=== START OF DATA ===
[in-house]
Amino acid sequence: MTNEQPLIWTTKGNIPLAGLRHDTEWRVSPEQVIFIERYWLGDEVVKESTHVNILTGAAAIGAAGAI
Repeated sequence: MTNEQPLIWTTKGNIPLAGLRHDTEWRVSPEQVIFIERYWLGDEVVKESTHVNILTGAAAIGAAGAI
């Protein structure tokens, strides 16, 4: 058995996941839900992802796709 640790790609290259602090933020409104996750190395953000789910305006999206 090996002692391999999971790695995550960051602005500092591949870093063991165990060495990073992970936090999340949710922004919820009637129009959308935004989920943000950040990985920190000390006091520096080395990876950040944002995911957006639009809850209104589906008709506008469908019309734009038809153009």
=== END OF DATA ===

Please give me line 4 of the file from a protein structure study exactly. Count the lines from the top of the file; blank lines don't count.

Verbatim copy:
């Protein structure tokens, strides 16, 4: 058995996941839900992802796709 640790790609290259602090933020409104996750190395953000789910305006999206 090996002692391999999971790695995550960051602005500092591949870093063991165990060495990073992970936090999340949710922004919820009637129009959308935004989920943000950040990985920190000390006091520096080395990876950040944002995911957006639009809850209104589906008709506008469908019309734009038809153009």